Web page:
As costs rise, colleges digitalise

The past few years of university-level education have been marked by numerous student protests against tuition increases.  With the unrest caused by the most recent protests in California still fresh in educator’s minds, some experts are turning to technology for the solution.  Across the globe, a number of universities and secondary schools are embracing the open-source and intuitive nature of the Internet to try and promote education. 
Though the majority of schools, especially in largely developed countries, have been shifting more and more of their resources online, the greatest benefit may come from increased accessibility to lower-income populations. 
This benefit is partially to do with the fact that technology, specifically the Internet, is largely intuitive for many young children.  In 1999 Dr Sugata Mitra conducted the “Holes in Walls” experiment, which placed small touch-screen computers in various walls throughout the slums of New Delhi.  After just a few weeks it became clear that children as young as eight years old were capable of basic computer operation and were quickly teaching themselves more. 
This realisation has driven educational innovators to introduce more and more Internet-based teaching. In Europe and North America, for example, and to a lesser extent Asia, iTunesU has become increasingly popular.  iTunesU is a programme that allows any person with an iTunes account, the popular music-downloading program, to listen to lectures from a wide variety of universities.  Trinity has a number of lectures uploaded, as well as Oxford, Cambridge and many other international universities.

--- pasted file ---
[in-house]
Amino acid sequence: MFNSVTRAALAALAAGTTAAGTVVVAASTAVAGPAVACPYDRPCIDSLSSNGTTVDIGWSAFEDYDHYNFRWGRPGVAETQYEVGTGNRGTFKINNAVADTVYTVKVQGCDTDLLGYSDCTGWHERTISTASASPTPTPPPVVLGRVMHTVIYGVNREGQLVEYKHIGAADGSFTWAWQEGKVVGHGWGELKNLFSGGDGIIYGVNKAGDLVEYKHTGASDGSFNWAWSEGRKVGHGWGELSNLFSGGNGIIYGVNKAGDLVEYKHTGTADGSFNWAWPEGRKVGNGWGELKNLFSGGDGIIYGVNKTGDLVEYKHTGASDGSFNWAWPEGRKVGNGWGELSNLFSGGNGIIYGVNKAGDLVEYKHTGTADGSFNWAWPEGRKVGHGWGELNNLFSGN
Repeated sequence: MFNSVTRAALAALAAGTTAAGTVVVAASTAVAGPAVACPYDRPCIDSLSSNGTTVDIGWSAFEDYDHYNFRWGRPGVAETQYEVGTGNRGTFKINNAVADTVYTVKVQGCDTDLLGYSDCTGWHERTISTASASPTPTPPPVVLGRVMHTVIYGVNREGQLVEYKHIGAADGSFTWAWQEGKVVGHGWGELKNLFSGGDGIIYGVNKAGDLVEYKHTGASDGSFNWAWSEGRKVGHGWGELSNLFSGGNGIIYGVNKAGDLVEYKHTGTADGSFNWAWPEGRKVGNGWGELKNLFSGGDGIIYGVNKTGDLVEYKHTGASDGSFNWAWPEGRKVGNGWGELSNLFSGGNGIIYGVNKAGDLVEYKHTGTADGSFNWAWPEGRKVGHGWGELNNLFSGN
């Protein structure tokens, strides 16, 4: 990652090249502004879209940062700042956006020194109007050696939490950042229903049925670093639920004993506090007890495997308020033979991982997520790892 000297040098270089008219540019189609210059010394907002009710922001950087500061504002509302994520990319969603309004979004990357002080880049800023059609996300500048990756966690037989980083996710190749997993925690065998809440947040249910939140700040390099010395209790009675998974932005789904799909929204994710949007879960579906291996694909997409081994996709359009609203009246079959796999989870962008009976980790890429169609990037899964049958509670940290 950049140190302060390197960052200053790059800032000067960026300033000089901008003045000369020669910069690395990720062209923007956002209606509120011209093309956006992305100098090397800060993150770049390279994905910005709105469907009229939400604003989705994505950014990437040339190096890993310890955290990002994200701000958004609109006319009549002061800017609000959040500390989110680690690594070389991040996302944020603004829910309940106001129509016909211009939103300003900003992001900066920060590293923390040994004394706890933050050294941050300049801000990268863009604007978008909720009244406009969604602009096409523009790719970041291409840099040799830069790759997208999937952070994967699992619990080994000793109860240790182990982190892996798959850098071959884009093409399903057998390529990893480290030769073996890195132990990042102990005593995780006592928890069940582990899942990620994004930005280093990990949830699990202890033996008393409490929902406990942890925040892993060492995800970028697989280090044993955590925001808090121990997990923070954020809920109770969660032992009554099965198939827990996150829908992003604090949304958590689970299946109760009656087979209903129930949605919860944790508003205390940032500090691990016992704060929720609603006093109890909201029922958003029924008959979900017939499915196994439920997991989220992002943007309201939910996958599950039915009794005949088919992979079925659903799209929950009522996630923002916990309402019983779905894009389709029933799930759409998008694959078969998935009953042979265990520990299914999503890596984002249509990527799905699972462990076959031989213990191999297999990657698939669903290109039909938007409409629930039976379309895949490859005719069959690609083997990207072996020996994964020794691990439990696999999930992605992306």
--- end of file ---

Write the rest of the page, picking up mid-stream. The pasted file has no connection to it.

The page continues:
Some schools have moved even further online and have already seen the benefits.
In the Cempaka Schools in Indonesia students are required to have a MacBook, as well as an iPhone (which is provided by the college), that are fully integrated with the school’s servers.  This meant that during the recent A(H1N1) scare, school officials were able to send everyone home, but classes proceeded as normal, albeit on the internet.  Attendance was still mandatory to the online classes and assignments were still given out and completed. 
The administrators responsible for these measures argue that the higher use of technology not only affords them a greater degree of independence from the classroom, it also helps their students become more familiar with the sort of technology that is likely to become more and more prevalent in the workplace.  In this way, they believe, they are teaching very practical skills to their pupils. 
Massachusetts Institute of Technology has now stepped forward and moved over 1,900 recording of their lectures online, including assignments and syllabi.  The service is called MITOpenCourseWare and it is completely free to anyone with a web browser. 
In defending their decision, MIT refers to their University Mission that states, in part, “to advance knowledge in ways that will best serve the nation and the world.”  By placing so much of their material online then, administrators hope to promote this goal.  Of course, they also state that because MIT emphasises “hands-on experience in instruction” there is no danger of the typical, paying student becoming irrelevant. 
However these new technologies are implemented, whether in high-income private universities or in less well- funded public institutes, they are sure to dramatically change the way in which education is delivered in the coming years.